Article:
Premier 100: Jumbo Projects, Big Risks

The bigger the project, the bigger the risk. These IT leaders kept up with multiple stakeholders and deadlines.

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"The challenge was to make sure that everyone's criteria for success was going to be addressed," says Smith.

That meant harmonizing the needs of key stakeholders, such as the business executive responsible for MVCI's resort management activities. For Smith, it also meant determining which features were essential for the reservation system for the short term while limiting the level of customization done so that the system could be implemented fast.

"We had to get to market quickly," says Smith. "We demonstrated to people that this wouldn't be the be-all, end-all' system. We'd learn from the market and then add functionality" later, he says.

To identify and balance varying priorities from different constituents, Smith met early and often with a mix of business unit and business process leaders.

"The biggest thing that I needed to do in the beginning was make sure what success' was for [the Asia- Pacific business team and the business process owners] and create a bridge between what I was seeing going on in the market and what was going on internally at MVCI," says Smith, a 20-year Marriott veteran. That process included promoting the needs of MVCI's IT organization, he adds.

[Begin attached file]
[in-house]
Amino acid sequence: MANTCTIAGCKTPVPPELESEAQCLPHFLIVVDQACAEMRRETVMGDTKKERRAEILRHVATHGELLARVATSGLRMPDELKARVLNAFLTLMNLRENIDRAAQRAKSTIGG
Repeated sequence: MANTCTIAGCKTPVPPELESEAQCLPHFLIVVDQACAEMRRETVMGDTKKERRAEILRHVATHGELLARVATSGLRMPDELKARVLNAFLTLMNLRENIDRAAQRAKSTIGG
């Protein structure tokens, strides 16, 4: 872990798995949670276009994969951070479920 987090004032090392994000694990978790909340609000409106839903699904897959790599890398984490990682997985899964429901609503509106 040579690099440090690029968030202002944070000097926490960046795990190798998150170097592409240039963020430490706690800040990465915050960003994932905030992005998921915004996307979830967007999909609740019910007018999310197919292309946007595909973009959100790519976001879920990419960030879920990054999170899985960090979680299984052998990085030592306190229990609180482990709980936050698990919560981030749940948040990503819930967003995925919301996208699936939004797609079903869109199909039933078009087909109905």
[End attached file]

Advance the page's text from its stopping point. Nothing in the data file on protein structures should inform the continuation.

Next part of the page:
It also required diplomacy to ensure that those priorities were, in fact, balanced. The project "could have easily gone off track if any one group became the dominant voice," says Smith.

For example, he made sure that the software vendor MVCI selected didn't meet or speak solely with executives from its Asia-Pacific business unit and disregard the needs of the company's business process owners when designing the system.

Smith also played a central role in making sure that all of the key stakeholders were involved in the governance of the project. It required those players to study the market to determine which features would need to be added to the system during the first few years after its implementation and mapping that against available funding.

Smith's role in the effort has earned him praise from his boss. "Within an aggressive time frame, Dwight led a highly collaborative, cross-functional business team in implementing the technology required to enable a successful launch," says MVCI President Steve Weisz.

Although MVCI is still getting to know the Asia-Pacific time-share market, Smith says he's upbeat about its accomplishments thus far. "We feel pretty good about it," he says. "We've been able to achieve our plan."

Adrian M. Butler
Vice president of IT, telecommunications and support services, Accor North America, Carrollton, Texas

  • Project at a glance: The hotel operator expanded network bandwidth and made other technology enhancements, such as adding Wi-Fi for its Motel 6 brand.

  • Signature leadership move: Marshaled support for a network upgrade by identifying key business-unit leaders.

Butler, 37, knew that the aging frame-relay network that had been supporting Accor North America's Motel 6 business "wasn't fitting the bill anymore," as he puts it.

Problem was, any proposal to upgrade the existing frame-relay network infrastructure would have to compete for funding with other projects throughout the company. And unlike the types of IT projects that would have a more visible impact on the business, a network upgrade didn't carry a clearly quantifiable return on investment, notes Butler.

"So I worked with business counterparts in dissecting their needs and worked through the organization politically," says Butler. "It came down to finding people in the organization with a voice."

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